The Richard Hugo House—a nonprofit that provides classes, lectures, a reading series, and performance venues for local writers—announced today that it will terminate one of its successful residency programs, which housed local writers at the Belltown cottages, in September. The Hugo House says their decision was prompted by liability, safety, and security concerns written into their contract that the city has been unwilling to address.

"We reviewed our agreement with the city and realized we were financially responsible for improvements that we, as a nonprofit, can't possibly afford," explains Sue Joerger, executive director of Hugo House, citing improvements such as lead-paint abatement on the huts, which is scheduled for the fall, and a collapsing garage beneath one of the cottages.

"We're also not comfortable holding month-to-month lease agreements with our artists that can be terminated by the city at any time," she added. "We're in an arrangement where we hold a lot of responsibility and no real authority, and for that reason, we must end the program."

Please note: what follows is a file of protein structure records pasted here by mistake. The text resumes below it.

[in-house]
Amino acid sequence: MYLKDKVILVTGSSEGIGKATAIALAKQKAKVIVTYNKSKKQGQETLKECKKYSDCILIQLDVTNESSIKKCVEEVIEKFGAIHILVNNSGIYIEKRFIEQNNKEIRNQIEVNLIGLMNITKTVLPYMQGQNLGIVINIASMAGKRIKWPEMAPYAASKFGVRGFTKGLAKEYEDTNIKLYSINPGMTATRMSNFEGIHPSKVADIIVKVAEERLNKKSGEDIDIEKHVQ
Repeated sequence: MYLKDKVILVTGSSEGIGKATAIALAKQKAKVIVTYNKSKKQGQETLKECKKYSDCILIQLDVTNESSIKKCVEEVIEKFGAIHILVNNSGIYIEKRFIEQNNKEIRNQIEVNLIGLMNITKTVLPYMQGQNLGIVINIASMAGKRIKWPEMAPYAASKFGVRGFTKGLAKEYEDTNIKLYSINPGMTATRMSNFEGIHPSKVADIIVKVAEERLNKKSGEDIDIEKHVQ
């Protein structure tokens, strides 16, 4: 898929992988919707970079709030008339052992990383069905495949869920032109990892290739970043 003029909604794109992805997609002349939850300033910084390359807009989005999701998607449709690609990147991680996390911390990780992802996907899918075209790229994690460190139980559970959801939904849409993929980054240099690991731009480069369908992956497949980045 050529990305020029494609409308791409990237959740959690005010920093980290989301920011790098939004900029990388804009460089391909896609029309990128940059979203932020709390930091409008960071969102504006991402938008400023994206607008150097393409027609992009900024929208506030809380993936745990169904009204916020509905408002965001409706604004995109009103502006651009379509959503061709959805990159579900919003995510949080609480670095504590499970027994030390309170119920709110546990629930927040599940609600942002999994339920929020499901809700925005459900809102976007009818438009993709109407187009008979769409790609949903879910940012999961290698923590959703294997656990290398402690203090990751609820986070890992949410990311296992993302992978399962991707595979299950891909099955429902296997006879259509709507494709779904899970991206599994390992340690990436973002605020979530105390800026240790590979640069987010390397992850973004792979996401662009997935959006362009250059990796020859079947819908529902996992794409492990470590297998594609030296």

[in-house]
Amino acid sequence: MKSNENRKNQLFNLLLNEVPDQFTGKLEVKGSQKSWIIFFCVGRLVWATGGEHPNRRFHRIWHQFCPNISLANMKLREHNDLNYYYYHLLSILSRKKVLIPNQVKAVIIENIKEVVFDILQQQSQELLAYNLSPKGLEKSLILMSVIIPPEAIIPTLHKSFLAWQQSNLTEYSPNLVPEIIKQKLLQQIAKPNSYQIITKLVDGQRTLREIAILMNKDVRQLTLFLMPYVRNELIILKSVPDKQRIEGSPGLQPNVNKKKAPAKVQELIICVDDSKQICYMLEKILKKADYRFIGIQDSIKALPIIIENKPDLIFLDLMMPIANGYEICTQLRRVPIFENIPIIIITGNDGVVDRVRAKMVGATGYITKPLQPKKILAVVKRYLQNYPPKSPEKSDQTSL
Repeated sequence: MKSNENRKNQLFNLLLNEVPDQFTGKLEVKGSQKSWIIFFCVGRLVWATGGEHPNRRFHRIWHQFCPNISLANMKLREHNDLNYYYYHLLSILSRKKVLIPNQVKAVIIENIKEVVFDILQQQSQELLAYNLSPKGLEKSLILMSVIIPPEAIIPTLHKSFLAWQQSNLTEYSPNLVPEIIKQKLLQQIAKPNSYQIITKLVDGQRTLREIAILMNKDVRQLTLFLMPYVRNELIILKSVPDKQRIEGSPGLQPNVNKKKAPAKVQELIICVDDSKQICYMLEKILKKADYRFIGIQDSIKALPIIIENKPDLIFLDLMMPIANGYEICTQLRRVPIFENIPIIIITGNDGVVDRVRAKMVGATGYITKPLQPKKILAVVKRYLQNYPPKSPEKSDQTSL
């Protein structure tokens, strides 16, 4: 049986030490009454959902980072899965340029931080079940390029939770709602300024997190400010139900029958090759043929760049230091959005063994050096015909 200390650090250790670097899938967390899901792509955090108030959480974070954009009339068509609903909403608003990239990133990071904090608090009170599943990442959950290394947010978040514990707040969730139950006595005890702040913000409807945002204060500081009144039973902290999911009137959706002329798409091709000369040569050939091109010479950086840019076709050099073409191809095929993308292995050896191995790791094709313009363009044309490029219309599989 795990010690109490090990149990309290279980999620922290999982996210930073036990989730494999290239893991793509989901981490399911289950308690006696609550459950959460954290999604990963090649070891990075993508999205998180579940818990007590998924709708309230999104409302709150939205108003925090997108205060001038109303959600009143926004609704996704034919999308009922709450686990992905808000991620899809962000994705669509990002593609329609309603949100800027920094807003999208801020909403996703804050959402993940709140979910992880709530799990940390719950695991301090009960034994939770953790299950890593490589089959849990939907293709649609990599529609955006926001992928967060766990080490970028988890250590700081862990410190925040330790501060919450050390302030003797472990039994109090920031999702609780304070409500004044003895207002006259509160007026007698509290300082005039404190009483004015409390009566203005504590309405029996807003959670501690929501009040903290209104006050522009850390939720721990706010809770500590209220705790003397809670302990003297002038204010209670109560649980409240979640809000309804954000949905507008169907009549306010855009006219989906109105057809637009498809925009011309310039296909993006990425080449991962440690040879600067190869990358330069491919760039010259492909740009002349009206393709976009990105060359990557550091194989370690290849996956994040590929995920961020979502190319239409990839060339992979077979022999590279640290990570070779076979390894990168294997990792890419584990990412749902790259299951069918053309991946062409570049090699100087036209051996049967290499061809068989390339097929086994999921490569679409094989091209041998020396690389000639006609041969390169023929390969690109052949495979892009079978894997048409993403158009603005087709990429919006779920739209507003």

Jeorger says she's approached Seattle Parks and Recreation to address Hugo House's concerns. The parks department manages the Belltown P-patch and the huts, which are city property. A spokesman couldn't be reached for comment on the future of the huts, as today is a furlough day for parks staff.

Hugo House has managed the low-rent cannery cottages since 2003, when the nonprofit was invited by the city and Historic Seattle to start a residency program. Since then, writers have occupied two of the cottages located in the Belltown P-Patch for one or two year terms, where they write, teach, and meet with the public for one-on-one writing advice and personal critiques.

Full disclosure: I'm a current Hugo House writer in residence and I've lived in the huts for almost two years. The residency is an amazing opportunity for writers and offers a huge security boost to the garden, which attracts drug users, homeless individuals, and the odd masturbator. And at a time when 4Culture is struggling and the city's Arts and Cultural Affairs is facing up to a 14.5 percent budget cut, this was one program that actively supports artists that didn't need to go.

"I'd love to continue putting artists in the huts," says Joerger, "but right now, as our agreement stands, we can't afford the risk. It's just not feasible for us."